When I asked my students and a couple of friends what there is to do in Zapopan, the response was – nothing. There is a big church and that’s it. I was skeptical of this answer given that Zapopan is huge, bordering the entire eastern side of Guadalajara. I figured my expert bus-hopping, adventure-seeking skills would find something. But my students were right, at least as far as taking the TUR bus to downtown Zapopan – there is a big church, and nothing else. Now, I’m sure if I went with a friend who lives in the area, there must be much to do, but on Thursday, it was good that I had some exceptional company, or I would have been sorely disappointed. We took a long walk around, and found what is usually found in the wealthy parts of cities – no life. Life where the rich people live everywhere in the world is often done behind closed doors and locked gates, it’s not for the rambling likes of a ruby and her companion.
From the comparative lifelessness of Zapopan, we headed back into the centro for a walk around the streets closed off to traffic for Thursday of the Saints: churches overflowing, street venders hawking plastic toys and tacos, and a general crush of souls.
I had been contemplating last week how if I come back to this area that I might want to live in the city, but our after hours jaunt after finding Cafe Breton closed may have proved me wrong. The modern, bustling, beautiful city by dusk rolls over as the sun goes down to show a seedy underbelly of filth, poverty, and desperation.
The next morning my new travel partner and I headed to the small town of Tequila. Any agave based drink not made in this town and couple of other licensed places is not actually tequila. It is the home of Jose Cuervo, Suaza, and several other factories – and to be honest – not much else.
It’s the type of place not really worth visiting in and of itself. It’s more for groups of Tequila aficionados and travelers who feel like getting wasted for the day. It’s one of the few places in Mexico where public drinking is allowed, and we started the day with an interesting drink called Pachecadas which is a mix of Tejuino and cerveza. It sounded horrible, but was extremely refreshing – and a tad bit expensive. We were neither interested in spending the day wasted, nor all that interested in the actual factories, but a walk around town proved pretty fruitless. The only things for sale are tequila, and tequila related products. It was hot dry, and the ice in our Pachecada turned out not to be very clean, which, I’m sure, you can imagine the consequences. A mid-day nap under a tree was in order.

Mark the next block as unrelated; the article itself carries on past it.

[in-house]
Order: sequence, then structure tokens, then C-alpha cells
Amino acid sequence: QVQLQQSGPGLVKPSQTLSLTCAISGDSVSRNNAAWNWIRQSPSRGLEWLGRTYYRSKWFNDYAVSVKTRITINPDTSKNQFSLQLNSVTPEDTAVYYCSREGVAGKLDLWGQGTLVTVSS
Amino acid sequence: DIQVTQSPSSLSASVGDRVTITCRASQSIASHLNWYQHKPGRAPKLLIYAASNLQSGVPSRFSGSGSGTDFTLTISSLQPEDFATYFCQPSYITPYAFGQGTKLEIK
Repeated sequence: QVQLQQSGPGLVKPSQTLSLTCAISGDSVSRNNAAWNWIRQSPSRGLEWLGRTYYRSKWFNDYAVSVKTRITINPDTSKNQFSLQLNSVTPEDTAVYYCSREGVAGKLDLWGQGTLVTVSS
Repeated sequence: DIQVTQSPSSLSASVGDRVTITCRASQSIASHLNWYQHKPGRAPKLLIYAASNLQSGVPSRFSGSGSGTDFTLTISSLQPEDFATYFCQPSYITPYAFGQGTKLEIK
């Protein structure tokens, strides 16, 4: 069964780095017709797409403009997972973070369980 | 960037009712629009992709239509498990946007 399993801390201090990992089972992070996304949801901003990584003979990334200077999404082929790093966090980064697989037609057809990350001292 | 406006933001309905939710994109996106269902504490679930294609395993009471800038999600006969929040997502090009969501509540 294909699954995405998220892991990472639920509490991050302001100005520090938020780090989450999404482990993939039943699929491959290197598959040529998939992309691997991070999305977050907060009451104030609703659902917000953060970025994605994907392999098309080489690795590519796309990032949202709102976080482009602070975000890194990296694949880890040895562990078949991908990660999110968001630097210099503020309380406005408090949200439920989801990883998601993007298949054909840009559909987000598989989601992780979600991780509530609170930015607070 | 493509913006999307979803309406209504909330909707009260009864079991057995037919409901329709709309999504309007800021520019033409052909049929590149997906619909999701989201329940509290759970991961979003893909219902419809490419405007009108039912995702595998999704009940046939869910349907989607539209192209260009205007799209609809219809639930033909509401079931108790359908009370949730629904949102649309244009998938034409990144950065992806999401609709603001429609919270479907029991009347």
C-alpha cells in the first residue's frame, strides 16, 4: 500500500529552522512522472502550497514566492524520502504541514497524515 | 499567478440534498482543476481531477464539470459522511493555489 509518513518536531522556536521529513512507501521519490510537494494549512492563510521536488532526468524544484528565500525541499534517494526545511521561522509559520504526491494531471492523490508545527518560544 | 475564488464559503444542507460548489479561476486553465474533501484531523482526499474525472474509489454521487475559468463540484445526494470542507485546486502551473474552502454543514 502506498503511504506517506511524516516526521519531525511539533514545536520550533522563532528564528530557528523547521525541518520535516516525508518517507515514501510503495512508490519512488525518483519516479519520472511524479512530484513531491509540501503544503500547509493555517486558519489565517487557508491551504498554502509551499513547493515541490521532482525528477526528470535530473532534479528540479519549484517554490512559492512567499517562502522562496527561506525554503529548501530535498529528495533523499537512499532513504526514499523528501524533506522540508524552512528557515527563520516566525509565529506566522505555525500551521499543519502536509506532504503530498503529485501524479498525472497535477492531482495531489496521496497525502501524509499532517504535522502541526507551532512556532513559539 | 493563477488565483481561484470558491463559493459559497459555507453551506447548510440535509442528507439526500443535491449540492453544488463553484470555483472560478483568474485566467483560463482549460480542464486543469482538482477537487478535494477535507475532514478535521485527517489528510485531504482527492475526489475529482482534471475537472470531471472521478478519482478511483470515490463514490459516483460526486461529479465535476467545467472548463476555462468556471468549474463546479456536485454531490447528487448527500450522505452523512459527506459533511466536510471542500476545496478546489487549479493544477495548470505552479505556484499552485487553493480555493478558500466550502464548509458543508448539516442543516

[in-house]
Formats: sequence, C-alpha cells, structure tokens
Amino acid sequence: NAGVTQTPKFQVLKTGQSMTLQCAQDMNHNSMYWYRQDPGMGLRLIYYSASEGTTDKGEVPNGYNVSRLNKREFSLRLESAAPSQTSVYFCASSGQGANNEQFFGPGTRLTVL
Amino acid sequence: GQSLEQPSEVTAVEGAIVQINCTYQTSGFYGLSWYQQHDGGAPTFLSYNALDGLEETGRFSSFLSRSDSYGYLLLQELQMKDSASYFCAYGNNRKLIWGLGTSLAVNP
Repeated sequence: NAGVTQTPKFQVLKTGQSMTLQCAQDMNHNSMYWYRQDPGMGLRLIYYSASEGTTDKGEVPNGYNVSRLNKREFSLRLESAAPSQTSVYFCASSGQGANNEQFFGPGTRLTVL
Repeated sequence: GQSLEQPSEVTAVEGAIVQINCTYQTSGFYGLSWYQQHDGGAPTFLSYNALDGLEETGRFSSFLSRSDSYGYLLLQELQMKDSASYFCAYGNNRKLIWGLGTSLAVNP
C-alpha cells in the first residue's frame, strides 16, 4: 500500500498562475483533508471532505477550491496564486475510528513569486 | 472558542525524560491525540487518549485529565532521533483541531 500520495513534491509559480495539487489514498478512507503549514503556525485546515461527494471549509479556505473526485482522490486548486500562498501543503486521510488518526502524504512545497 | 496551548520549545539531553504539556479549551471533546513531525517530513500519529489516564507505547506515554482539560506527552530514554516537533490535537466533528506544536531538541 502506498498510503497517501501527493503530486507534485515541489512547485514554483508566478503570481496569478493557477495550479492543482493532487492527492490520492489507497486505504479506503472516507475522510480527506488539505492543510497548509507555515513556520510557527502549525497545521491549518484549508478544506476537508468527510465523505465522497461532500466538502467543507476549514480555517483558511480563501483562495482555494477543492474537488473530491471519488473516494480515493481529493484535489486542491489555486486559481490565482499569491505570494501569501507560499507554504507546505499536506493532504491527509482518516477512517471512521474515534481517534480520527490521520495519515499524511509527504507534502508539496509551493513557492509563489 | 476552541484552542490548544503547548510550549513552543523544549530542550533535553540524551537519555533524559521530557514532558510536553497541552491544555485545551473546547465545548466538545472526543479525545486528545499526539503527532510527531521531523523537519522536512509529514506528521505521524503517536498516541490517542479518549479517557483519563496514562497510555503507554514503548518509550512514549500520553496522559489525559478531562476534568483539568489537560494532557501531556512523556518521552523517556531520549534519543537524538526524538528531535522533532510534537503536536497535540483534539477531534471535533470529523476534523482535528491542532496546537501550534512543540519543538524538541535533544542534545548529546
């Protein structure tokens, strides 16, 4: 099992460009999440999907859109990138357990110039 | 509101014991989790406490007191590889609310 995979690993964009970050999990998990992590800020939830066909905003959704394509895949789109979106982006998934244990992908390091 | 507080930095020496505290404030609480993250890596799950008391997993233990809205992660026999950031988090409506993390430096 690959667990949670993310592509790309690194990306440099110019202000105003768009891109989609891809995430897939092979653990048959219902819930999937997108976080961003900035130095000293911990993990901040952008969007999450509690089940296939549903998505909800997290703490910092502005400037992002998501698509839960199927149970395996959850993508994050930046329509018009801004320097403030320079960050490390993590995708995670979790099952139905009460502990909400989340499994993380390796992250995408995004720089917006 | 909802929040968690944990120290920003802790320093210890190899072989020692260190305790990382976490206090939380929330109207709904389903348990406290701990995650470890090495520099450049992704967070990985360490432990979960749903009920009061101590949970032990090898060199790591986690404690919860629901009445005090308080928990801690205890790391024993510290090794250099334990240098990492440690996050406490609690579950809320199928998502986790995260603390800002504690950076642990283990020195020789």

After a good nap, we decided to try to find the logical thing in a town called Tequila – a good margarita. This proved harder than it should have. A place on the square had what seemed like really inexpensive margaritas until we realized they didn’t appear to have any tequila in them, which actually made them exceptionally expensive refrescos. Finally, after a bit more of a walk around town, we found a great place near the bus station called La Casa de Don Kiko, which serves a (cheap) lovely drink made out of sparkling water, lemon, and a few other things that hit the spot so well it lead to the kind of conversation only tequila can. While I was trying to memorize the many, many ways to say F*^& in Spanish and how to use them, we realized we were about to miss the last bus and made a mad dash, swearing in the language of tequila the whole way.
Although the travels of the last few days were somewhat disappointing in locale, they proved what the real magic of Mexico is, and that’s the kinds of connections and relationships people are open to here. I’m lucky to have landed in Tlaquepaque, and it’s still proving to be my favorite place in Mexico. Pueblitos Chavos and all.
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